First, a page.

Arjuna awardee reminisces his 1994 English Channel swim

Chennai, Aug 14 (IANS) While the date August 15 holds a very special place in the Indian history and for all Indians — the date marks India’s Independence in 1947 from the British rulers — it also holds added significance for V. Kutraleeshwaran.

It was on this date that Kutraleeshwaran — one of the youngest Arjuna Award receipients — swam across the English Channel in 1994.

“I wanted to cross the Channel on August 15,” the Guiness World Record holder for swimming six channels in a single year told IANS on Sunday.

As a 13-year-old boy, he achieved that feat and on August 14 and 15 of every year Kutraleeshwaran muses about that swim across the English Channel.

“While I was practicing at the English Channel, other swimmers would come and tell me to go back to India and that crossing the channel was an impossible task. But the same people came back on August 16 and told me that I had proved them wrong,” Kutraleeshwaran reminisced.

Wanting to set the records straight, he said the Tamil Nadu government helped him fully in achieving the Guiness World Record and that the central government funded participation in one of the international competitions.

“My quitting professional swimming when I was in Class 12 was a conscious and practical decision. In the 1990s, there were no corporate sponsorhips for swimmers. I had also seen great sportspersons doing odd jobs for their livelihood,” Kutraleeshwaran said.

“The only option for a middle-class person then was to focus on studies and come up in life, which I did. I do not have any regrets,” he added.

Today, the Intel engineer-turned-investment banker at Barclays Capital and Citibank has returned to India after working abroad for over a decade.

Queried about his decision to quit as Vice President, Corporate and Investment Bank, Citi, Kutraleeshwaran said: “It may look irrational, but that is the way I am. I do not have any back-up plan. It may be risky but that is the way of life. When there is no back-up plan, one will focus on the goal and achieve it.”

He said he wanted to get a management degree and quit Intel and joined the Massachusetts Institute of Technlogy-Sloan School of Management.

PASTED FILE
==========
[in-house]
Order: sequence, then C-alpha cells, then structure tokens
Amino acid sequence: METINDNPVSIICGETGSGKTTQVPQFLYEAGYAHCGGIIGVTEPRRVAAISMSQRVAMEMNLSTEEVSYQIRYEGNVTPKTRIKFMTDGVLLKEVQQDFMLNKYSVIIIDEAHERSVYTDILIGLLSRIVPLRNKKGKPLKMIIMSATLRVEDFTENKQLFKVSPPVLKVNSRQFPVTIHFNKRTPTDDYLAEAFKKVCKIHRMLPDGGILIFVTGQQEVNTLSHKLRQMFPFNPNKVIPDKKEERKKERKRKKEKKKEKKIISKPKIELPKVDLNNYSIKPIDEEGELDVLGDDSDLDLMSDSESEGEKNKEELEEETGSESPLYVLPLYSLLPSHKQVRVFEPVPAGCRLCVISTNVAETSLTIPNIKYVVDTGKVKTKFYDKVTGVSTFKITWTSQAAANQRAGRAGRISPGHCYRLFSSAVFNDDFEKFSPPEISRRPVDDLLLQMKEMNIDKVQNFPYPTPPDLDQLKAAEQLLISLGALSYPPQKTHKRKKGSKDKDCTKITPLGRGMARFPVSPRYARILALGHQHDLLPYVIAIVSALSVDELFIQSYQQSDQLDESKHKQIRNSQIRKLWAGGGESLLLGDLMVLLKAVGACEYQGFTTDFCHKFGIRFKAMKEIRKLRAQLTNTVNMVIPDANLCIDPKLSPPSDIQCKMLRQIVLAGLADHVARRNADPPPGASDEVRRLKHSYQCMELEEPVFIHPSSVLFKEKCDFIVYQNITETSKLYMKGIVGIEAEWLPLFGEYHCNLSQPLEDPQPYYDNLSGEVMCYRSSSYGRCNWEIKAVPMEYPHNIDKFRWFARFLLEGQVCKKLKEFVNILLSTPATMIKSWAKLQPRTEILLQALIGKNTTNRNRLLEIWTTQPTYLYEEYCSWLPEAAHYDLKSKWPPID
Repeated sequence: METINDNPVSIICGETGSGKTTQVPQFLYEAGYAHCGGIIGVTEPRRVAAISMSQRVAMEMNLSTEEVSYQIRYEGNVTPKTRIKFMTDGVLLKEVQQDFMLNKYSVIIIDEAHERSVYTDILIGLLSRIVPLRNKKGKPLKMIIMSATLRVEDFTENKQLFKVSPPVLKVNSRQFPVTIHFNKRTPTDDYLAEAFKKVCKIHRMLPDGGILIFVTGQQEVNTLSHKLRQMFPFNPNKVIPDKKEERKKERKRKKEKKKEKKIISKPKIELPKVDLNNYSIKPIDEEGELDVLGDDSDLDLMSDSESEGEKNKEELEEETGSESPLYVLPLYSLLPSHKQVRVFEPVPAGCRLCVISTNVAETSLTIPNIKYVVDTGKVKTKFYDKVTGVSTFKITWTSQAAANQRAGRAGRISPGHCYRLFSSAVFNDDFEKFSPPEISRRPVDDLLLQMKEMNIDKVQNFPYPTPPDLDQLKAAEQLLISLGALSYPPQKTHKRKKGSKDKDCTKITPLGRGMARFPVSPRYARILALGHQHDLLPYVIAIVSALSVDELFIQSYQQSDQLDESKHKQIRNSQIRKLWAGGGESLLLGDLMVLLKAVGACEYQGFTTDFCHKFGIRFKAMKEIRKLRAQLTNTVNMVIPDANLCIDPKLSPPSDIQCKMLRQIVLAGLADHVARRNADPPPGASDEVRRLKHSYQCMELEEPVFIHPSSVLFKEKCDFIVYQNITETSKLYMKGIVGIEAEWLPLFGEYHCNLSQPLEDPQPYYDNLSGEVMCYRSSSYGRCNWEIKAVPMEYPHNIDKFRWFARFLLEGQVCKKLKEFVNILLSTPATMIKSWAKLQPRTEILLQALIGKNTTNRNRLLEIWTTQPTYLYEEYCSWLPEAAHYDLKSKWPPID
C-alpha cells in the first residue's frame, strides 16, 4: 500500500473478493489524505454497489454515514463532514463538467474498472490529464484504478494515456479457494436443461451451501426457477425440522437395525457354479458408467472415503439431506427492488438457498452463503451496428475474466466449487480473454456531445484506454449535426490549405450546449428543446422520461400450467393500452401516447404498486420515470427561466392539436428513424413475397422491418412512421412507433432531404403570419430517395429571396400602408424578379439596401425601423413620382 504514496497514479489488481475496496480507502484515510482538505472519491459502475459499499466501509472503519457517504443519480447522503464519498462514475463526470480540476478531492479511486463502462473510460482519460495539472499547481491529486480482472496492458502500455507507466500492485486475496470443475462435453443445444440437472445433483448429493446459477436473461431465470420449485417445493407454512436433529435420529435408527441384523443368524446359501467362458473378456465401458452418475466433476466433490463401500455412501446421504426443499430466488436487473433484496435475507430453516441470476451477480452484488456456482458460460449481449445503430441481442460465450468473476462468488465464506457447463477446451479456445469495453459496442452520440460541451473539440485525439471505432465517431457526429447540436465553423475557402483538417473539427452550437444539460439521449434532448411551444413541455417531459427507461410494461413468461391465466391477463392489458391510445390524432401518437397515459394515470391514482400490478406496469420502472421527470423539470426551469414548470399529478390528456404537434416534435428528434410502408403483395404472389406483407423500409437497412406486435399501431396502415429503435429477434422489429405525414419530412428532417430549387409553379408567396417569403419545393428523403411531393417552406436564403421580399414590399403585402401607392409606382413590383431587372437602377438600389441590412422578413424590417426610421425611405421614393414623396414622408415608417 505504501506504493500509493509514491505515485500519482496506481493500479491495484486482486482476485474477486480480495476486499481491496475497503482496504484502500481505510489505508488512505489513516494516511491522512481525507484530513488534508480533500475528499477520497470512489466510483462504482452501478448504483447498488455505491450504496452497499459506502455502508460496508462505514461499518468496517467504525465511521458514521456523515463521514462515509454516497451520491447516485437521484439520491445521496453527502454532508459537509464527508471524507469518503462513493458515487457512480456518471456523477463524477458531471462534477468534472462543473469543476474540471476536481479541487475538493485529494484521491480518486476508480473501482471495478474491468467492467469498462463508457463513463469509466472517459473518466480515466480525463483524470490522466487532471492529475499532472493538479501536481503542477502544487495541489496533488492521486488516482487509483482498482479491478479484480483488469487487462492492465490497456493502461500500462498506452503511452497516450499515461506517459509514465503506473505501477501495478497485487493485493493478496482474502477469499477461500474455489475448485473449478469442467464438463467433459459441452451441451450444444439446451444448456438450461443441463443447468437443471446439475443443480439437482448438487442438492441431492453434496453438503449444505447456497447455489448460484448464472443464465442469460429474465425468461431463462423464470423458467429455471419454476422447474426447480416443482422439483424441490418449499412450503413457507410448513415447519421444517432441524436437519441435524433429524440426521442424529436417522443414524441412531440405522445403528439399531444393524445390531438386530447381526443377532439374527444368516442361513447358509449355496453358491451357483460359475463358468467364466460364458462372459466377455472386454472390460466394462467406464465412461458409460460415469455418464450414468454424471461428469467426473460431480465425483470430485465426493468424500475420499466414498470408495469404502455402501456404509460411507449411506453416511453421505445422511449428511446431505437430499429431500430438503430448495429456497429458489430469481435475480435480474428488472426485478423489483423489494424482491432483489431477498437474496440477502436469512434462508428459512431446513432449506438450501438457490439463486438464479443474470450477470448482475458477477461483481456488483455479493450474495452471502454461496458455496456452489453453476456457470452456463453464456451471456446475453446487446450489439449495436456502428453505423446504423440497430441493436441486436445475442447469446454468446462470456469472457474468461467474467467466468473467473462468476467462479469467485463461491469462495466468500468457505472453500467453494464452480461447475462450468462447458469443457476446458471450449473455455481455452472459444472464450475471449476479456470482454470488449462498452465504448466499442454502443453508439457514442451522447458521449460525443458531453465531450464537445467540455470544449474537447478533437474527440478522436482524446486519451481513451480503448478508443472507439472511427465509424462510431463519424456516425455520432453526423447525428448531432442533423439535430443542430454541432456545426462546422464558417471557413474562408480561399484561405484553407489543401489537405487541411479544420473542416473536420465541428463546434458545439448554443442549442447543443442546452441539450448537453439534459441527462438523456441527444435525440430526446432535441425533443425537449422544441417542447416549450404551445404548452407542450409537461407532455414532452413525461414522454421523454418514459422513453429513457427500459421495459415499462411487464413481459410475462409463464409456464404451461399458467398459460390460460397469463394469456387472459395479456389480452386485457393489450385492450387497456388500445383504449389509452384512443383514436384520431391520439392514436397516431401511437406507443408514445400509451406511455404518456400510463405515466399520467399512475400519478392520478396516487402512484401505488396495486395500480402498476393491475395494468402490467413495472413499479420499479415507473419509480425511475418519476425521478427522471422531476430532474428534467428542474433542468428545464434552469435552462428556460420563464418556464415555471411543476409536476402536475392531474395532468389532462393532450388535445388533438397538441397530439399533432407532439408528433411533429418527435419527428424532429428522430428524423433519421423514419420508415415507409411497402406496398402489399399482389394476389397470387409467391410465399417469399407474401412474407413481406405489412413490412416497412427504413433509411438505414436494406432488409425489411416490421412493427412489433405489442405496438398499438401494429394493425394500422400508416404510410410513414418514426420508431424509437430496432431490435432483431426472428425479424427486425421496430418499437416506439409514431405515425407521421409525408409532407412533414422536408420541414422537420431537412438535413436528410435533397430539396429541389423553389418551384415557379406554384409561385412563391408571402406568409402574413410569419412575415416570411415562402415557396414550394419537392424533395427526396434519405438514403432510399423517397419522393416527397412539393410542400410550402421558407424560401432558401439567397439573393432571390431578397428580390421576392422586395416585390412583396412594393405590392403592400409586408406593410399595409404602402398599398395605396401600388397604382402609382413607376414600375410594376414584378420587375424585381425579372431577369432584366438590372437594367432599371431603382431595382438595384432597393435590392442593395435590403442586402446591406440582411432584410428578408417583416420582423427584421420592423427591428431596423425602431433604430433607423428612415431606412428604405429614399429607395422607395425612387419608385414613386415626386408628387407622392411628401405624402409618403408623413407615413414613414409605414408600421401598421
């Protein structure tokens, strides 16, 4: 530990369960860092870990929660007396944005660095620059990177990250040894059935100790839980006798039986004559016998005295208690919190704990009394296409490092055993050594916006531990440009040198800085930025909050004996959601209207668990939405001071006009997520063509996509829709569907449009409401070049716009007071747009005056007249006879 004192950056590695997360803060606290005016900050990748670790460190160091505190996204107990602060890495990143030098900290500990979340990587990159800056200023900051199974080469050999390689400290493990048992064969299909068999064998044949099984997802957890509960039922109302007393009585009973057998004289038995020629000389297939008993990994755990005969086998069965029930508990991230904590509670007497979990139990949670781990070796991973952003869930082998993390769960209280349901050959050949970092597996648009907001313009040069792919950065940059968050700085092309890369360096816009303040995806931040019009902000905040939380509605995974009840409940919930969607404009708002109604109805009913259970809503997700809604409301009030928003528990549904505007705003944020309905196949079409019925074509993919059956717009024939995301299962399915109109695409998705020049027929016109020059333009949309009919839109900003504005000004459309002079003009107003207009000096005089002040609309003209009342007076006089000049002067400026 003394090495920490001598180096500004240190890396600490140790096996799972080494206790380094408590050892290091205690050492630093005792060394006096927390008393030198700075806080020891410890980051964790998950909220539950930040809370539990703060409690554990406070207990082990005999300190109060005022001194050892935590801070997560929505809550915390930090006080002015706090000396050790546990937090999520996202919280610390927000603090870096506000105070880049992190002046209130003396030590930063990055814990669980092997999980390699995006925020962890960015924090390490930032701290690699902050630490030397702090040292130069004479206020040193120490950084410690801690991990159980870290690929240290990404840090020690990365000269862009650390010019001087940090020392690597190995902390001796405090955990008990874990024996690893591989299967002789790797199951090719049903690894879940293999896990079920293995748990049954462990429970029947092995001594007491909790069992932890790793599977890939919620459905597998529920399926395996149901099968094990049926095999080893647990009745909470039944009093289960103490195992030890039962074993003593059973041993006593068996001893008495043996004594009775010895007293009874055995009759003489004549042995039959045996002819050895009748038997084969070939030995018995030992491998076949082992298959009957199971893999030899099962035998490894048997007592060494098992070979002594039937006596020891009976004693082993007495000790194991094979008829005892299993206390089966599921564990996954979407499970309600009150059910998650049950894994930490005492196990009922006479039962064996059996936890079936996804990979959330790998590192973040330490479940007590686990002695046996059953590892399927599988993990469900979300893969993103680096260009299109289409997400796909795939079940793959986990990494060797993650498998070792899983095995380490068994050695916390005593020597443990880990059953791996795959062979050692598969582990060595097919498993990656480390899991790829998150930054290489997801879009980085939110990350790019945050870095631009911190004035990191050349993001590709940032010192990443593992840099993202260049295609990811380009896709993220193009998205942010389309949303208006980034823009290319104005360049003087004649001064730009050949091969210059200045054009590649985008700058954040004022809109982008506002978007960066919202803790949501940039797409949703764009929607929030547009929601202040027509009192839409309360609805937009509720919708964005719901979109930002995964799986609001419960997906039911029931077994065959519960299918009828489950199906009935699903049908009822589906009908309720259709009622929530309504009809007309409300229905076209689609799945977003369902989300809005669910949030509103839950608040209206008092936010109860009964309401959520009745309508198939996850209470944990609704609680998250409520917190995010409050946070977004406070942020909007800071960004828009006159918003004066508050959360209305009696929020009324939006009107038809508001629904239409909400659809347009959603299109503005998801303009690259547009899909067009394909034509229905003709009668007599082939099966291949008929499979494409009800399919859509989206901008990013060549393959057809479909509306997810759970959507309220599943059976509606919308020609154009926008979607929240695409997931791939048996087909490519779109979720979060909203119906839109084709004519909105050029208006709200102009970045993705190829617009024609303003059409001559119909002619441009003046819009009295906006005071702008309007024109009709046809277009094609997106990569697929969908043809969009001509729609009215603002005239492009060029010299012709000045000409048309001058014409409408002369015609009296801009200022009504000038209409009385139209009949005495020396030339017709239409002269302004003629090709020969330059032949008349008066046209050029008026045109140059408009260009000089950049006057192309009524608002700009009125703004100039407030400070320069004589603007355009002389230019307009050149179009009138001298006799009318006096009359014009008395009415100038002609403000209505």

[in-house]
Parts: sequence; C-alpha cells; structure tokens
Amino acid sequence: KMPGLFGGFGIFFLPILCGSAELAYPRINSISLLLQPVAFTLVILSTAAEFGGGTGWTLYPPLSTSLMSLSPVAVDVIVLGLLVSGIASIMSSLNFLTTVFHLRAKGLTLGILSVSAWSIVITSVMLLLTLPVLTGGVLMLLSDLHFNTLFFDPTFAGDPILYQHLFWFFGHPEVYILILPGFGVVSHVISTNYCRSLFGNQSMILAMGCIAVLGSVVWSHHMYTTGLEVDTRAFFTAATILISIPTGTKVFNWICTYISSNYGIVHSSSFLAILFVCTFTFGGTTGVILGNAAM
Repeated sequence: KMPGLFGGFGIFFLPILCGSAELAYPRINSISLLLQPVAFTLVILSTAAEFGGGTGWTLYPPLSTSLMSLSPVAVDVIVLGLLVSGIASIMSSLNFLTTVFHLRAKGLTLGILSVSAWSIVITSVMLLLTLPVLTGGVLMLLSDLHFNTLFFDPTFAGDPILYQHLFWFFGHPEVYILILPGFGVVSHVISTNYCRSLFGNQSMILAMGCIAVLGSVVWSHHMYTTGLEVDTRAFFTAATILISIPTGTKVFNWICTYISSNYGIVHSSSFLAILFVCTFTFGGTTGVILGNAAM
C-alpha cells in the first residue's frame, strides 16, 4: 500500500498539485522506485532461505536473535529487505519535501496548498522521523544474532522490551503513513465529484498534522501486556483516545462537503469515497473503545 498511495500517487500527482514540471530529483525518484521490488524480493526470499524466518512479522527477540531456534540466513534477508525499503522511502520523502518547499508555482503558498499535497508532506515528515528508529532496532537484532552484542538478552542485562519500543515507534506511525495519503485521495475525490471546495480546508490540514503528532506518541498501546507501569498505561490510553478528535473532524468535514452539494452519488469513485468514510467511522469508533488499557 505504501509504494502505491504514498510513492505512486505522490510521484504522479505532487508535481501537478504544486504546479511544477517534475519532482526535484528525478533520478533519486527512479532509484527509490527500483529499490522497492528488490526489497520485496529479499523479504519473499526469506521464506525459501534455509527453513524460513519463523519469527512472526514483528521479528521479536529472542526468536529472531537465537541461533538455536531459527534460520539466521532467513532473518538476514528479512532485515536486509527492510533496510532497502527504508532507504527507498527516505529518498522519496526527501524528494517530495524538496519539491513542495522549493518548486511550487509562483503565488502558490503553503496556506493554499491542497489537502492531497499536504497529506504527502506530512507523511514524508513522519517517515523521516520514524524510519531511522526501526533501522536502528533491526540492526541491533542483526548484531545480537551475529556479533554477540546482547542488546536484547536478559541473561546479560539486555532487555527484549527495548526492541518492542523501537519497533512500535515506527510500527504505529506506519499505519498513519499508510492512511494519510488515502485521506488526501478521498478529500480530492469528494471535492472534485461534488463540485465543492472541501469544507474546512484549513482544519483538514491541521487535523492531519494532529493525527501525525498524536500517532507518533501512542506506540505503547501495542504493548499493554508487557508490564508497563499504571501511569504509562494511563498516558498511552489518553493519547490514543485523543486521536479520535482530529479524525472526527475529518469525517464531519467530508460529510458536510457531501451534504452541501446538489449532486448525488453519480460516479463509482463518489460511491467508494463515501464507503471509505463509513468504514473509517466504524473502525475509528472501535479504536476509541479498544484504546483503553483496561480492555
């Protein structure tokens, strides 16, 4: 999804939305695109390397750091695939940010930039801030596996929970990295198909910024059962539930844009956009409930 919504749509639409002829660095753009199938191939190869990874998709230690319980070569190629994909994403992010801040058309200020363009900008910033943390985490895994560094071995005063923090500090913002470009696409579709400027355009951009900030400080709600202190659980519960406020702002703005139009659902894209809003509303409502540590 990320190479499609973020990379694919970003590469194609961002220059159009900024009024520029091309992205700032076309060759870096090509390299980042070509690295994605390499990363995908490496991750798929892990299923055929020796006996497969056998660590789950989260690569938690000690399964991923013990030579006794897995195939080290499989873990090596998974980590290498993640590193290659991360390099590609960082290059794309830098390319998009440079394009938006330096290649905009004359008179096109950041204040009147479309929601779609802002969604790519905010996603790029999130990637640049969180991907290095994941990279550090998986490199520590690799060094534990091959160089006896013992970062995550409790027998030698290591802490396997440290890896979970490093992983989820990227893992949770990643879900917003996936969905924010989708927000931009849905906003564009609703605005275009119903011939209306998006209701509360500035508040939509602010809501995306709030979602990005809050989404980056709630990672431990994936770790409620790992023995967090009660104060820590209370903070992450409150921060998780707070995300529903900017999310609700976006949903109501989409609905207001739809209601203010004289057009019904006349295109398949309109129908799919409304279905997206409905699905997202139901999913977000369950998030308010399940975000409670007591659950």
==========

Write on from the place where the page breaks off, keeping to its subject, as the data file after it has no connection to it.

According to him, his sporting achievement certainly added value to his resume.

“A professional athelete competing in global arena implicitly conveys that he is a hard worker, dedicated and disciplined,” Kutraleeshwaran said.

“I came back to India nearly a month ago. I am yet to finalise my entrepreneurial plans, which can also be related to swimming as a sport,” Kutraleeshwaran remarked.

“Swimming should be like walking. Every Indian should know how to swim. If swimming is taught in all the schools, then the sample size will grow bigger, thus paving the way for more talented swimming champions,” he said.

Kutraleeshwaran said corporates could sponsor this under CSR (corporate social responsibility), a new way to build brand equity and also get a return on investment.

Looking back upon his swimming career, Kutraleeshwaran said: “I started swimming in traditional pools. But I found swimming in the sea with friends more interesting and challenging.”

Then the coach suggested participation in the five-km sea swimming competition here and Kutraleeshwaran came fourth.

After this, he participated in long-distance swimming competitions across the country, bagged medals, and set his eyes on crossing the English Channel.

“It was the swimming coach K.S. Illangovan who spotted Kutraleeshwaran’s talent in long-distance swimming. Further, then Tamil Nadu Chief Minister J. Jayalalithaa decided to provide the needed support. And late T.V. Gnanavelu, Secretary, Tamil Nadu Aquatics Association, then suggested crossing the Palk Strait first,” S.V. Ramesh, advocate and Kutraleeshwaran’s father, told IANS.

“We are indebted to these three persons for Kutraleeshwaran’s achievements,” Ramesh added.

In 1994, he first crossed the Palk Strait between India and Sri Lanka.

It was then that his father came to know about Mihir Sen’s achievement of swimming across five channels in a single calendar year and wanted Kutraleeshwaran to break that 30-year record.

After the English Channel, Kutraleeshwaran crossed Rottnest Channel in Australia, the Straits of Messina and Zannone Circeo, both in Italy, and finally the Ten Degree Channel between Little Andaman and Car Nicobar in the Bay of Bengal — all with the help of the Tamil Nadu government.

Asked about the precautions taken before a long-distance sea swimming event, Kutraleeshwaran said: “To protect the skin as I would be in salt water for several hours, petroleum jelly will be applied on the whole body.”

“But nothing can be done about the mouth and there will be blisters on the lips and even on the tongue. For at least two days after an event, I would be on liquid diet. One can’t even eat a chocolate due to the blisters,” he said.

Asked about his name, Kutraleeshwaran said it is the name of the deity in a temple in Kutralam in Tamil Nadu.

“My grandfather insisted that I was named like this as it was part of fulfilling his vow,” he said.

“It is a unique name. On seeing the name in my passport many immigration officials immediately recognise the name and wish me,” he remarked.

Many Indians abroad, on hearing my name, used to tell me that there was a boy in India, a popular long-distance swimmer, with identical name. I used to tell them the boy was me,” he said.

(Venkatachari Jagannathan can be contacted at v.jagannathan@ians.in)

–IANS

vj/tsb/vt

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